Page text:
By Phila Globe
The Foo Fighters celebrate their 25th anniversary with their 10th studio album, Medicine at Midnight. Looking back, the band has accomplished a lot. Their repertoire ranges from arena-rock double albums, to acoustic ballad tours, to album documentaries. So, what is next for the Foo’s to check off? For this record, Dave Grohl and the guys put aside the post-grunge, blaring guitar rock and give us an 80’s influenced party record.
“Shame Shame,” the first single, was met with some shade, hilariously compared to Cersei’s walk of shame. Its groove orientated with a string section and heavily focused on Dave Grohl’s falsetto, something we haven’t heard from the songster. After 25 years of doing the same old, headbanger shit, this track speaks to the band’s transcending longevity. To me, the “alternative” in alt-rock is a place holder to explore other genres simultaneously incorporating them into your own sound. Much respect to these old dogs for still having some new tricks up their sleeves.
“Making a Fire”, “Holding Poison”, and “Love Dies Young” standout as the songs that continue to bridge that gap between classic and modern rock. These tunes scream The Damned and David Bowie and have transitioned the Foo’s from a band to mosh to, to a band you can boogie to. Focus track, “Cloudspotter” also fits this mold and is perhaps the best on the album!
I am quite aware of the corn that Grohl has produced over the years. See 2014’s Sonic Highways and 2017’s Concreate and Gold. The dramatic build up that ends with Grohl, as he likes to describe – “screaming [his] balls off” – is the formula. The old heads love it, it’s cringey, but it comes with the territory. At first, “Waiting On a War” is that song. It also feels like the same tune as Foo’s tracks “New Way Home” and “But, Honestly”, however, Grohl goes on to write:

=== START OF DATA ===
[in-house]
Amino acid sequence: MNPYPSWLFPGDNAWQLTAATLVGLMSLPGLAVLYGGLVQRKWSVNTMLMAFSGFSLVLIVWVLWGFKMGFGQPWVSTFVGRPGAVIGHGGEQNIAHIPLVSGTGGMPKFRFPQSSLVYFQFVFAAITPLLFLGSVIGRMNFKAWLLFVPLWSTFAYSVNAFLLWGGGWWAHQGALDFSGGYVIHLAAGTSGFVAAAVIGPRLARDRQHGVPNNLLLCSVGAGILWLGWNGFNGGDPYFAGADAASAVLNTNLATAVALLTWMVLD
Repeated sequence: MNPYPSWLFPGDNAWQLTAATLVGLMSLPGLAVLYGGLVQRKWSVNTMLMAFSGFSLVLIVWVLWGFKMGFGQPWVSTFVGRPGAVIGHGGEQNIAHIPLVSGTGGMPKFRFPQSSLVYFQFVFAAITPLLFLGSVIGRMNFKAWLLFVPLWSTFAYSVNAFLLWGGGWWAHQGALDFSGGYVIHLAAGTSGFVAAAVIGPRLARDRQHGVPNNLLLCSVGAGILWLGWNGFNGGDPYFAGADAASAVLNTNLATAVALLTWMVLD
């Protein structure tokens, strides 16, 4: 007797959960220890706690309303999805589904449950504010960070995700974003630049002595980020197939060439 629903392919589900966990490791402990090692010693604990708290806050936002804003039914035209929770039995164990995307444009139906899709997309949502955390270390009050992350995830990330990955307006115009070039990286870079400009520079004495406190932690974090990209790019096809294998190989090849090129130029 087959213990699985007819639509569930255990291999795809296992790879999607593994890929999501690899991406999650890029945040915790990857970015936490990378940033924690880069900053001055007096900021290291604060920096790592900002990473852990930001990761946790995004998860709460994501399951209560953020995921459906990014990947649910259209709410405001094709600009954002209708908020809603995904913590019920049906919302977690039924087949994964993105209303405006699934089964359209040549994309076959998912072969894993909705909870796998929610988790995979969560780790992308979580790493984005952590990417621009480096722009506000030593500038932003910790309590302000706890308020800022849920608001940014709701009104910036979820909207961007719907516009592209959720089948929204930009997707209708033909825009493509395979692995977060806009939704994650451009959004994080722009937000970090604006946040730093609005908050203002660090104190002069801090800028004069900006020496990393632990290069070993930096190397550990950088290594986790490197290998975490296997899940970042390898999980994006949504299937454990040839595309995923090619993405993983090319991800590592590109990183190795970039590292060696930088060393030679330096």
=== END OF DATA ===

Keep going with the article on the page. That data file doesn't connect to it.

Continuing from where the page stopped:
“As a child growing up in the suburbs of Washington DC, I was always afraid of war. I had nightmares of missiles in the sky and soldiers in my backyard, most likely brought upon by the political tension of the early 1980’s and my proximity to the Nation’s Capitol” – the cheesiness seems to fade when you put it in perspective. The relevance of this and the recent storming of the U.S. Capitol on January 6th are Grohl’s real life fears coming true. This is Grohl’s musical commentary on society today and it’s fascinating to see the Foo Fighters haven’t lost touch. This band continues to drive towards reinvention, relevance, and purposeful songwriting.